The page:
Heavenly Star I rug by Raymond Loewy for Tai Ping Carpets

Dezeen Showroom: industrial designer Raymond Loewy’s Heavenly Star I rug from 1952 has been relaunched by Hong Kong-based Tai Ping Carpets.

As its name suggests, Heavenly Star I is emblazoned with a series of scribble-like spirals that evoke distant star formations.

A room featuring the Heavenly Star I rug by Raymond Loewy for Tai Ping Carpets
Tai Ping Carpets has relaunched Raymond Loewy’s Heavenly Star I rug

The overlapping motifs are handcrafted from white and brown wool, set against a tufted, almond-coloured backdrop.

According to Tai Ping Carpets, the rug is one of several Loewy pieces that “revolutionised the role of the carpet in home decor” through their organic patterns and motifs.

The product is made from New Zealand wool, which is applied in a loop pile weave for a textured and durable finish.

The Heavenly Star I rug by Raymond Loewy for Tai Ping Carpets
It is adorned with scribble-like spirals that evoke star formations

Heavenly Star I forms part of the Edward Fields Home Collection, which is produced by Tai Ping Carpets … Read more

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Police warn households to be careful of this new burglary trick

One of the perks of this last year has been the drop in burglaries. However, with over 1,100 burglaries a day still happening across the UK, burglars are finding increasingly clever ways to break into our homes.

Related: Burglary claims are falling across the UK apart from in this major city

Burglars are becoming more innovative. Here are the latest burglary tricks and trends sweeping the country, and how to best protect your property against them.

Latest burglary tricks and trends

Image credit: Ti-Media

Masking tape trick

A new trick using tape is sweeping the UK to help burglars identify when a house is empty. This tactic involves potential intruders putting tape over the keyhole of a house they think is empty. If the tape hasn’t been removed within a few days, they assume the home is unoccupied.

In a similar manner, some burglars are placing tape tightly over doorbells … Read more

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This week a pink seesaw installation on the US-Mexico border was named Design of the Year

This week on Dezeen, an installation of three pink seesaws that allow children to play across the border won the Design Museum’s Design of the Year award.

Named the Teeter-Totter Wall, the pink seesaws were designed by architecture studio Rael San Fratello to connect children on both sides of the border wall.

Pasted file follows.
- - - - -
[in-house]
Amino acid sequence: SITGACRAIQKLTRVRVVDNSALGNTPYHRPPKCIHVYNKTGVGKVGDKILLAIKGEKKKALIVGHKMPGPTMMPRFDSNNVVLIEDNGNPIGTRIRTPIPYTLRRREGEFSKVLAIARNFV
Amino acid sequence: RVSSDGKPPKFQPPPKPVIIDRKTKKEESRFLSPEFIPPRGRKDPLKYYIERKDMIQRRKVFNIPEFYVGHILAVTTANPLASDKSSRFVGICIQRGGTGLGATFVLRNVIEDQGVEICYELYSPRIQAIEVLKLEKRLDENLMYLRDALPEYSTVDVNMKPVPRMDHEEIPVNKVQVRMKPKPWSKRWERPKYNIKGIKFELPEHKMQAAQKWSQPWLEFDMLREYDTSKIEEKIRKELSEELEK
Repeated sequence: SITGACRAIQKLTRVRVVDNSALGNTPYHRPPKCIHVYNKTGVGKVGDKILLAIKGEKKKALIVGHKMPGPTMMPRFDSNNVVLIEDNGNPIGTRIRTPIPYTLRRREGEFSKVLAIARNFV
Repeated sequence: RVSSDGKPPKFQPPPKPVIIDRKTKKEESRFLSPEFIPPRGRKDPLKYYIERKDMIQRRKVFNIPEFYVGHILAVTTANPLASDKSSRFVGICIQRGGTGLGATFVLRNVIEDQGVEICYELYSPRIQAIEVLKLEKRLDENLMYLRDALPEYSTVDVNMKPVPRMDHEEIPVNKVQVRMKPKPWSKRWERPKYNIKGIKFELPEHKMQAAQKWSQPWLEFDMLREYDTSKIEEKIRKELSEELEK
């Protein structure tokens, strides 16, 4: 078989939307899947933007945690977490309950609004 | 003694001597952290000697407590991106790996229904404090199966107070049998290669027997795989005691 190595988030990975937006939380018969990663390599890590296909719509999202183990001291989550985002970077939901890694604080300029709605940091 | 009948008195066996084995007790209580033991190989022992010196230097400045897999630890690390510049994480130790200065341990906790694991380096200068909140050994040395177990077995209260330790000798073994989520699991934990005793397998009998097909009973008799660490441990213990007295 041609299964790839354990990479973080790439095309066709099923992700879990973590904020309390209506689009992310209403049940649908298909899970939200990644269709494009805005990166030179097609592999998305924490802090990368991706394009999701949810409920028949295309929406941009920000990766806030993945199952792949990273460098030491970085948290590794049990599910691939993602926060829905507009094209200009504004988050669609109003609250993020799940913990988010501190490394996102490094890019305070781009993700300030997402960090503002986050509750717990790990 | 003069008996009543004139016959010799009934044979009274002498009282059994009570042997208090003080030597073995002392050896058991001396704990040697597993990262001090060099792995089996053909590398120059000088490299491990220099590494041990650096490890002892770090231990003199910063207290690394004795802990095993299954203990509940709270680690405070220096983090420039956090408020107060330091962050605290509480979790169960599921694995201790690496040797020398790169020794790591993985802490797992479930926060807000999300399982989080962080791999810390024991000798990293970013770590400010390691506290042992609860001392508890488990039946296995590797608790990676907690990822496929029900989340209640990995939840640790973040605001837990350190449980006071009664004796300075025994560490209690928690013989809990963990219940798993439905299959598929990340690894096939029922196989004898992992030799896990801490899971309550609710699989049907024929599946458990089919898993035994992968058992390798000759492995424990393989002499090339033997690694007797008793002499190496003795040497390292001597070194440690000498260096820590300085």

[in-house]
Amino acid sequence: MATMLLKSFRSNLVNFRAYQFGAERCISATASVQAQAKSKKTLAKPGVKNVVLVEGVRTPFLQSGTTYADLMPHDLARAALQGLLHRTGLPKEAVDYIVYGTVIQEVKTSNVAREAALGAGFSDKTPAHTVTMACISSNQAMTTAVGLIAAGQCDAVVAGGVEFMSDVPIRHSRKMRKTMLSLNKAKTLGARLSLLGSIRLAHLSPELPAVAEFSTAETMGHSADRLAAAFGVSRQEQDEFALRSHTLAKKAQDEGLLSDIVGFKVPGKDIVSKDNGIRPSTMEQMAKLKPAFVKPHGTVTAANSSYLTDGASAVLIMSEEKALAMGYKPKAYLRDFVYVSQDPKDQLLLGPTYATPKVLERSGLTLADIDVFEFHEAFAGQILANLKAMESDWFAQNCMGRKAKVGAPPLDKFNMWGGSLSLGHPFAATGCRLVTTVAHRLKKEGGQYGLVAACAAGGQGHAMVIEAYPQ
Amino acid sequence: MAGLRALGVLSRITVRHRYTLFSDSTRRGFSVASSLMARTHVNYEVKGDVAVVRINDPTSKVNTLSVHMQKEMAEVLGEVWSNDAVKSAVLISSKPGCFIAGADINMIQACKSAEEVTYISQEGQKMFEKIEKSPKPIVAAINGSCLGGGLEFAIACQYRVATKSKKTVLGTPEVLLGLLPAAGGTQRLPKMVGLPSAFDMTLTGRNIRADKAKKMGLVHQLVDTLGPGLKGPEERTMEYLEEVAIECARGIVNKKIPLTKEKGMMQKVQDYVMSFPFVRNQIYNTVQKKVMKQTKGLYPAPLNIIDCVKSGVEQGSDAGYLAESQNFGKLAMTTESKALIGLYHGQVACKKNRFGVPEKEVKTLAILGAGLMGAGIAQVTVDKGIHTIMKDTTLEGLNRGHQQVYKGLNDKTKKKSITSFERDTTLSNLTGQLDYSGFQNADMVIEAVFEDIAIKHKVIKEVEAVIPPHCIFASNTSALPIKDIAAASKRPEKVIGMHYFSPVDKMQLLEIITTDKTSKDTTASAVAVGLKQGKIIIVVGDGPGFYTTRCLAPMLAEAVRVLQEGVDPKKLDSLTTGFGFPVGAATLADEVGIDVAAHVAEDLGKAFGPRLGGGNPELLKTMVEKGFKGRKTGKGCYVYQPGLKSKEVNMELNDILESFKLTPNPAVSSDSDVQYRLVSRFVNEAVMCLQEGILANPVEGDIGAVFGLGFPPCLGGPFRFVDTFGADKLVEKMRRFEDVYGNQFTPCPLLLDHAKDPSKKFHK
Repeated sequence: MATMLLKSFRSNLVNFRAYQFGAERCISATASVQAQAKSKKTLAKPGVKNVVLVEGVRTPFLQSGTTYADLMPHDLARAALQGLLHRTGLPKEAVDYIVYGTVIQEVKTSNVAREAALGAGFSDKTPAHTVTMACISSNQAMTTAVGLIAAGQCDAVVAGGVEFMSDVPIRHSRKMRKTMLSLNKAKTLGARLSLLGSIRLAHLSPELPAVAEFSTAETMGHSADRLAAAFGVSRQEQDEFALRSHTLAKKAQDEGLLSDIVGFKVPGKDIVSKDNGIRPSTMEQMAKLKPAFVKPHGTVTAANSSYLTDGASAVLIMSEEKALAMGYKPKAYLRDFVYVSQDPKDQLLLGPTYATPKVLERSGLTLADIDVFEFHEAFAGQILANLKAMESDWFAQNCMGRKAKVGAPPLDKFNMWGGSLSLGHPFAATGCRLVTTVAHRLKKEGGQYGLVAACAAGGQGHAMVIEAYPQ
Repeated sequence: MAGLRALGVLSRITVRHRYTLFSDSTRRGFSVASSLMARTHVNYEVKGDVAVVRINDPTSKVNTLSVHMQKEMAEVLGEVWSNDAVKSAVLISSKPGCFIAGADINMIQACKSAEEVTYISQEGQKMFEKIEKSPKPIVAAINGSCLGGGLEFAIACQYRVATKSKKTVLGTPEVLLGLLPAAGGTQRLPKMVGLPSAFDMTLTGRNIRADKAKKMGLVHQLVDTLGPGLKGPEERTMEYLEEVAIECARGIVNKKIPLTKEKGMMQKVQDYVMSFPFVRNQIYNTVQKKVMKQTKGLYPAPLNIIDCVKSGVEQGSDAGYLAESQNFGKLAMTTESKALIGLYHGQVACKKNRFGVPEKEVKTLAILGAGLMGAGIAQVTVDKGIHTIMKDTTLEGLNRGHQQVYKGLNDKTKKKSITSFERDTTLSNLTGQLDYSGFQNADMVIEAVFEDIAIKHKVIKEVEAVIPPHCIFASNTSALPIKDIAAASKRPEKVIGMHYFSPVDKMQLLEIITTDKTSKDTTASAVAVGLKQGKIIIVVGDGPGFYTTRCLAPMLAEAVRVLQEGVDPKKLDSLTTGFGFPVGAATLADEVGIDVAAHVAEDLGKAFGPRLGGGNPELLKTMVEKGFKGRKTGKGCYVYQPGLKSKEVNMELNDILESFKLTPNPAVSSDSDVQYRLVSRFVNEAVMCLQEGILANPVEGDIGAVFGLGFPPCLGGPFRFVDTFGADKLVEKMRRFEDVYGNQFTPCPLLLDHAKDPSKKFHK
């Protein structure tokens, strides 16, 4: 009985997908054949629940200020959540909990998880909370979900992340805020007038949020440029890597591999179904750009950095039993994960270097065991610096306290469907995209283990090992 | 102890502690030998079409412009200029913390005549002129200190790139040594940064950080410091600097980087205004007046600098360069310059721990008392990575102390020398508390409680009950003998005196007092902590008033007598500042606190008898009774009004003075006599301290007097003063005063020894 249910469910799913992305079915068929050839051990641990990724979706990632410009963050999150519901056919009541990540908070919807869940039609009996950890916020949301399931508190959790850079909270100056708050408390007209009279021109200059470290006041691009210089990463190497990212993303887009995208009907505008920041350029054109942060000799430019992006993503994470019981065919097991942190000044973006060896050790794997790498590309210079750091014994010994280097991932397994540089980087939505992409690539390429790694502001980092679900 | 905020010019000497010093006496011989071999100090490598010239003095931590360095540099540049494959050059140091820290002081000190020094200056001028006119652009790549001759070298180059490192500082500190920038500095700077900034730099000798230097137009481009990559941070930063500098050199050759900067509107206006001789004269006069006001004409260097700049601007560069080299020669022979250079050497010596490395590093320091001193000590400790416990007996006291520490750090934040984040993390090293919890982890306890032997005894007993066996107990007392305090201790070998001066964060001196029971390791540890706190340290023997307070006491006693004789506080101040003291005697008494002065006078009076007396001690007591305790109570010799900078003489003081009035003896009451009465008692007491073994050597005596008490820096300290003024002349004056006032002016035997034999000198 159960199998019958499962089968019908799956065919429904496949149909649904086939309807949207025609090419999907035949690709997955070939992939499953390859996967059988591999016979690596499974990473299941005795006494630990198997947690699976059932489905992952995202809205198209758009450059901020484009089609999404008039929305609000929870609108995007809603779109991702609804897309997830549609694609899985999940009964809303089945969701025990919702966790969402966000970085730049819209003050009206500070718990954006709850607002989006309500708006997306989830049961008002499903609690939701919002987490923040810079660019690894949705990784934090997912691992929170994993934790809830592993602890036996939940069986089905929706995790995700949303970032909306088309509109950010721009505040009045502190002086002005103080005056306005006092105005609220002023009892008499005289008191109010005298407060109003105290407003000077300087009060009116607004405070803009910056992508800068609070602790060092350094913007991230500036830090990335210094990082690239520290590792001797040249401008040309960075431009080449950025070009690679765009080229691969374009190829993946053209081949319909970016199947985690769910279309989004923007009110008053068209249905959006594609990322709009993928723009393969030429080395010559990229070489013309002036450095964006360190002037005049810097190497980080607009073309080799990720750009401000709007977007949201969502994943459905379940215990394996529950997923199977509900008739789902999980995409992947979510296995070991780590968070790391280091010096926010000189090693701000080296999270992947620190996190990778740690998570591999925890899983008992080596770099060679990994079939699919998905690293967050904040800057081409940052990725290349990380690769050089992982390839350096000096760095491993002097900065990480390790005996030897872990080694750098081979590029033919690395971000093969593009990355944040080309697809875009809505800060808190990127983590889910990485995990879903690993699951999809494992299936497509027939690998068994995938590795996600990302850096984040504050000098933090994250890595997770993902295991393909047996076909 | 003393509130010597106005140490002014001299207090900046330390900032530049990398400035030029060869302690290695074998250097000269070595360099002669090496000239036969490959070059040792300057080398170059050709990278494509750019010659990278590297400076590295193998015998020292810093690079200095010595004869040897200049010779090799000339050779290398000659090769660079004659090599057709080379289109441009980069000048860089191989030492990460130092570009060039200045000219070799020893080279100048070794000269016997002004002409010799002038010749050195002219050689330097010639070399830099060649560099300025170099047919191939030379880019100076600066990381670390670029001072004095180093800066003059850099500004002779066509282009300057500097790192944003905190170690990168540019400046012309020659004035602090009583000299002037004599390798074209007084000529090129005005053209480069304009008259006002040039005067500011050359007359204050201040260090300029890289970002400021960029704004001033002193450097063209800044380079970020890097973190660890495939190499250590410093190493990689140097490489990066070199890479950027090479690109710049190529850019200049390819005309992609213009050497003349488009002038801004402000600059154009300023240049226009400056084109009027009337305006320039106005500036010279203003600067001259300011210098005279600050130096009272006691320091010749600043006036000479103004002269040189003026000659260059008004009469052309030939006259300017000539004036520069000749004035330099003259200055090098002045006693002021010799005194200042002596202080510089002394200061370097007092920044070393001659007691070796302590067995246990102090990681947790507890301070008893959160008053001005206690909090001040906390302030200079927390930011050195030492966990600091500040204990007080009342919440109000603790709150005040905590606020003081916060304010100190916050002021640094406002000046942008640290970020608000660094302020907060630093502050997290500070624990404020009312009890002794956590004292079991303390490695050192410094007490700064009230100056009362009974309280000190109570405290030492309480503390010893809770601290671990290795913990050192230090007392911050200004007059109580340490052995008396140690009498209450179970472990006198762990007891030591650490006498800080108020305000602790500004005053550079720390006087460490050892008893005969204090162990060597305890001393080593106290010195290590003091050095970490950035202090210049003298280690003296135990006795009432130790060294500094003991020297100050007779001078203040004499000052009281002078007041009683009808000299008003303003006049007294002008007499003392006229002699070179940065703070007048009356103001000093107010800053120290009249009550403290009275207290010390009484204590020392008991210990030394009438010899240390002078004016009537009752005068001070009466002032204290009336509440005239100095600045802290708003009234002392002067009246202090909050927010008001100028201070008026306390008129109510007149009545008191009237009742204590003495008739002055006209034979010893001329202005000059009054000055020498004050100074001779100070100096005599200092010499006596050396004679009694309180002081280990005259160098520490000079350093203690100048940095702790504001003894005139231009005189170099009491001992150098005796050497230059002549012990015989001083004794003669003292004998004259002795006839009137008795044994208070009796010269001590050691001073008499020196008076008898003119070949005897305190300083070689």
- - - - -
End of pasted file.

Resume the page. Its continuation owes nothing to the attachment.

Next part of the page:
“We are living in a time when people are longing for meaningful connections and we would like to think the teeter-totter can be an example for how we come together, to create balance and equality,” Virginia San Fratello told Dezeen.

The award was announced in the same week that Donald Trump, who highly politicised the border wall, left office and Joe Biden was sworn in as US president.

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In Saudi Arabia, crown prince Mohammed bin Salman unveiled plans for a 100-mile Read more

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Reconfiguring this Victorian terrace proved challenging – but the results are amazing

Being an interior designer, homeowner Jenna Choate James quickly saw the possibilities when she and her husband viewed this north London end of terrace. Seeing the potential to reconfigure the layout to create an ideal living space. ‘There was a big garden so we realised we could extend and create an amazing place for entertaining,’ she says.

However, building an extension at the rear was far from easy as the house had so many levels and differences in ceiling height. ‘The answer was to call in MAP Architecture, who did a fantastic job of helping with the tricky bits that we couldn’t have come up with on our own,’ she explains. And one of the major triumphs was the distinctive mezzanine lounge above the space that used to be the kitchen – now the couple’s cosy TV room.

Reconfigured Victorian terrace

house exterior

Image credit: Veronica Rodriguez

‘Being a Victorian house, there … Read more

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Gerardo Osio unravels Mexico's indigenous past with set of "disrupted" objects

Mexican designer Gerardo Osio has created Raíz Noreste, a collection of objects including concrete sandals that combine traditional and modern materials to make a statement about the history of northeast Mexico.

Named Raíz Noreste, which translates as northeast root, the series of designs investigates the native past of what is now considered to be the most Americanised part of the country.

Raiz Noreste Gerardo Osio set of objects
Raíz Noreste is a collection of objects made from traditional and modern materials

Each individual piece in the collection is a reinterpretation of a traditional object, remade to reflect how northeast Mexico transformed from a region populated by native hunter-gatherers to an industrial hub.

“The objects are intervened or ‘disrupted’ with materials that correspond to today’s industry in the northeastern area.” Gerardo Osio told Dezeen.

For example, Sedentarismo, which translates as sedentary lifestyle, is a pair of sandals made of ixtle – a natural fibre commonly used by … Read more

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